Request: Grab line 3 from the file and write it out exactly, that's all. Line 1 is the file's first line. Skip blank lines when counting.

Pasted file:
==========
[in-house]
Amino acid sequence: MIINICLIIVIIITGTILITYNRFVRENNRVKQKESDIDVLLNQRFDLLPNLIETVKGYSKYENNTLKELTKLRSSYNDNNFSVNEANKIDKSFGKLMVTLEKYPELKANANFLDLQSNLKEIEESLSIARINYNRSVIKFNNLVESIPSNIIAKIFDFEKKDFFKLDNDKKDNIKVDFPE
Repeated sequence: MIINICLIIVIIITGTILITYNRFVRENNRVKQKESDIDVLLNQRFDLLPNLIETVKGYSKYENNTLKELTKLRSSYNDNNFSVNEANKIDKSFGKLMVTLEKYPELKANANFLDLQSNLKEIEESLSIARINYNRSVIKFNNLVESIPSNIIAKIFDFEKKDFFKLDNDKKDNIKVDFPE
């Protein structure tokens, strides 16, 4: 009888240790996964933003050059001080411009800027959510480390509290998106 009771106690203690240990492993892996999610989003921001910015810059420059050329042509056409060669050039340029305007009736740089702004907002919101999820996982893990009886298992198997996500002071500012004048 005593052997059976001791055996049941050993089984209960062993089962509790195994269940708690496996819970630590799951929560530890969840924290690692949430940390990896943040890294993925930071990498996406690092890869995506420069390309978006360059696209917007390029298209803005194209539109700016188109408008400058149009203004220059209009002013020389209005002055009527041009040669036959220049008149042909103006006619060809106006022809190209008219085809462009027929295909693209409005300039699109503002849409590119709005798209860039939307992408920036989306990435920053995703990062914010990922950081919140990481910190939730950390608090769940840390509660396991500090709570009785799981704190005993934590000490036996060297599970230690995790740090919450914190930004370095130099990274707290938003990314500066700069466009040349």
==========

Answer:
Repeated sequence: MIINICLIIVIIITGTILITYNRFVRENNRVKQKESDIDVLLNQRFDLLPNLIETVKGYSKYENNTLKELTKLRSSYNDNNFSVNEANKIDKSFGKLMVTLEKYPELKANANFLDLQSNLKEIEESLSIARINYNRSVIKFNNLVESIPSNIIAKIFDFEKKDFFKLDNDKKDNIKVDFPE